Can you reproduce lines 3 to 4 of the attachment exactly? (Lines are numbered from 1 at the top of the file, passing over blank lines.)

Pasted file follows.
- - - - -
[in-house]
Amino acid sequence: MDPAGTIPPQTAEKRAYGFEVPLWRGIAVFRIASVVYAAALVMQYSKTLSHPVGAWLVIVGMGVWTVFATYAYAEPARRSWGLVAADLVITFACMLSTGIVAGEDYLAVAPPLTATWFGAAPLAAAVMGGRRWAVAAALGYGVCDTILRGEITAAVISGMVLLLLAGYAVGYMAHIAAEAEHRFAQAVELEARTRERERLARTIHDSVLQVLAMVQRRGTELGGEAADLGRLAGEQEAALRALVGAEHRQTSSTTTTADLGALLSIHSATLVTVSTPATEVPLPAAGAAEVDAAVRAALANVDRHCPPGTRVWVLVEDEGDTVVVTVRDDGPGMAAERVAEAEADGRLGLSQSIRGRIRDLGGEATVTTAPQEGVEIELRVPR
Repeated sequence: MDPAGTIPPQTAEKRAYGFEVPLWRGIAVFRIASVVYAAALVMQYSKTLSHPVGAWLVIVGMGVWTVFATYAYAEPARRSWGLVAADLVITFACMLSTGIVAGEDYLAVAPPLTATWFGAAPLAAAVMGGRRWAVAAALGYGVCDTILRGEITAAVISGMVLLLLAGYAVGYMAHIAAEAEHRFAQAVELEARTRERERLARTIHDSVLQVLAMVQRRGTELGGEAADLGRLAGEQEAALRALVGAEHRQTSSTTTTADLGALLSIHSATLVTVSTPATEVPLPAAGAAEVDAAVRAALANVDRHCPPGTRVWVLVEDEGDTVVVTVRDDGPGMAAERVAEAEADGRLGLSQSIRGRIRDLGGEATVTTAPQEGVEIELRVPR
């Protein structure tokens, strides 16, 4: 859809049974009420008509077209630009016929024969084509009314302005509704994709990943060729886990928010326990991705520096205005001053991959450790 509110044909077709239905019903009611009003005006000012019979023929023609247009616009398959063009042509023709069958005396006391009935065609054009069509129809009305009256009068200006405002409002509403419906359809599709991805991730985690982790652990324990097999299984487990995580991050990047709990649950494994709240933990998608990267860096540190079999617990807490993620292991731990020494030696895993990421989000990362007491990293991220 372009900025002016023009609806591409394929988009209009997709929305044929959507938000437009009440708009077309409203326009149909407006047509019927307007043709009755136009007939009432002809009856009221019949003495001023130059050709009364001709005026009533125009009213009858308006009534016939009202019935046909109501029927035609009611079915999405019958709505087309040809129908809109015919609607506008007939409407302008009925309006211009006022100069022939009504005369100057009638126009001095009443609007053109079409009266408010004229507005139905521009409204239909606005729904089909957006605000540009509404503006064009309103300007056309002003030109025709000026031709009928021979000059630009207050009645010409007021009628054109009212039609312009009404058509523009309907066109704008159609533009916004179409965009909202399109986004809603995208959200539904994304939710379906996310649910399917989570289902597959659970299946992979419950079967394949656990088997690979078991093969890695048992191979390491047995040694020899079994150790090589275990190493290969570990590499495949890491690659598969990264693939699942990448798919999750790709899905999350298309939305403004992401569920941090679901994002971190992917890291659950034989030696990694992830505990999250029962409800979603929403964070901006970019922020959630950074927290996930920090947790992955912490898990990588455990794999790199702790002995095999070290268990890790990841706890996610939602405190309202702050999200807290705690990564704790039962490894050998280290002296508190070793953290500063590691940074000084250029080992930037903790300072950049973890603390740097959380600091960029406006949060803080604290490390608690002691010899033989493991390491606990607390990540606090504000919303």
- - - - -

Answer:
Repeated sequence: MDPAGTIPPQTAEKRAYGFEVPLWRGIAVFRIASVVYAAALVMQYSKTLSHPVGAWLVIVGMGVWTVFATYAYAEPARRSWGLVAADLVITFACMLSTGIVAGEDYLAVAPPLTATWFGAAPLAAAVMGGRRWAVAAALGYGVCDTILRGEITAAVISGMVLLLLAGYAVGYMAHIAAEAEHRFAQAVELEARTRERERLARTIHDSVLQVLAMVQRRGTELGGEAADLGRLAGEQEAALRALVGAEHRQTSSTTTTADLGALLSIHSATLVTVSTPATEVPLPAAGAAEVDAAVRAALANVDRHCPPGTRVWVLVEDEGDTVVVTVRDDGPGMAAERVAEAEADGRLGLSQSIRGRIRDLGGEATVTTAPQEGVEIELRVPR
């Protein structure tokens, strides 16, 4: 859809049974009420008509077209630009016929024969084509009314302005509704994709990943060729886990928010326990991705520096205005001053991959450790 509110044909077709239905019903009611009003005006000012019979023929023609247009616009398959063009042509023709069958005396006391009935065609054009069509129809009305009256009068200006405002409002509403419906359809599709991805991730985690982790652990324990097999299984487990995580991050990047709990649950494994709240933990998608990267860096540190079999617990807490993620292991731990020494030696895993990421989000990362007491990293991220 372009900025002016023009609806591409394929988009209009997709929305044929959507938000437009009440708009077309409203326009149909407006047509019927307007043709009755136009007939009432002809009856009221019949003495001023130059050709009364001709005026009533125009009213009858308006009534016939009202019935046909109501029927035609009611079915999405019958709505087309040809129908809109015919609607506008007939409407302008009925309006211009006022100069022939009504005369100057009638126009001095009443609007053109079409009266408010004229507005139905521009409204239909606005729904089909957006605000540009509404503006064009309103300007056309002003030109025709000026031709009928021979000059630009207050009645010409007021009628054109009212039609312009009404058509523009309907066109704008159609533009916004179409965009909202399109986004809603995208959200539904994304939710379906996310649910399917989570289902597959659970299946992979419950079967394949656990088997690979078991093969890695048992191979390491047995040694020899079994150790090589275990190493290969570990590499495949890491690659598969990264693939699942990448798919999750790709899905999350298309939305403004992401569920941090679901994002971190992917890291659950034989030696990694992830505990999250029962409800979603929403964070901006970019922020959630950074927290996930920090947790992955912490898990990588455990794999790199702790002995095999070290268990890790990841706890996610939602405190309202702050999200807290705690990564704790039962490894050998280290002296508190070793953290500063590691940074000084250029080992930037903790300072950049973890603390740097959380600091960029406006949060803080604290490390608690002691010899033989493991390491606990607390990540606090504000919303």